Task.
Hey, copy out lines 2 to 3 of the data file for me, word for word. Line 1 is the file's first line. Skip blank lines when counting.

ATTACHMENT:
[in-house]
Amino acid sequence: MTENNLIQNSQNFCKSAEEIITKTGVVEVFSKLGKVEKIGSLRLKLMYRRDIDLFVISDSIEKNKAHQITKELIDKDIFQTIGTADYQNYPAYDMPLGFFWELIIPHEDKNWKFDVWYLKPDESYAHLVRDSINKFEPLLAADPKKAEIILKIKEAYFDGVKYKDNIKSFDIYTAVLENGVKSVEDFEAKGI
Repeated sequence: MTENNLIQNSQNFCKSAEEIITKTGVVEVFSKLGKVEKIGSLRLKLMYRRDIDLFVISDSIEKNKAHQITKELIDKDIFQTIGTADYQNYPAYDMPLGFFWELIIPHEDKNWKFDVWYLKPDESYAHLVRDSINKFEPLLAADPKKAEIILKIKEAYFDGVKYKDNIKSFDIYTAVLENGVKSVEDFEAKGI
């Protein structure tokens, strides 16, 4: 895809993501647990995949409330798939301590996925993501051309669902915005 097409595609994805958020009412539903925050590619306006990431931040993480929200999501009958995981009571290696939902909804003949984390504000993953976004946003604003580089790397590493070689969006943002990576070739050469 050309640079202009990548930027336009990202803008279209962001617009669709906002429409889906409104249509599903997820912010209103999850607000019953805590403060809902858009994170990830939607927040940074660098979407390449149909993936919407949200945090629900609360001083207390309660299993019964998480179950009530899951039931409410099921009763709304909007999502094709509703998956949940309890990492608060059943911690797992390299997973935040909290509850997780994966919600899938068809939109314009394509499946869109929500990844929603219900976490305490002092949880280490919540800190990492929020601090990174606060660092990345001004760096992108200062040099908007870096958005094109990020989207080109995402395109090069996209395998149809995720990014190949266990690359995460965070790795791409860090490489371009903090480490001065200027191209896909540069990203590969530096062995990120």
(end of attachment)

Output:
Amino acid sequence: MTENNLIQNSQNFCKSAEEIITKTGVVEVFSKLGKVEKIGSLRLKLMYRRDIDLFVISDSIEKNKAHQITKELIDKDIFQTIGTADYQNYPAYDMPLGFFWELIIPHEDKNWKFDVWYLKPDESYAHLVRDSINKFEPLLAADPKKAEIILKIKEAYFDGVKYKDNIKSFDIYTAVLENGVKSVEDFEAKGI
Repeated sequence: MTENNLIQNSQNFCKSAEEIITKTGVVEVFSKLGKVEKIGSLRLKLMYRRDIDLFVISDSIEKNKAHQITKELIDKDIFQTIGTADYQNYPAYDMPLGFFWELIIPHEDKNWKFDVWYLKPDESYAHLVRDSINKFEPLLAADPKKAEIILKIKEAYFDGVKYKDNIKSFDIYTAVLENGVKSVEDFEAKGI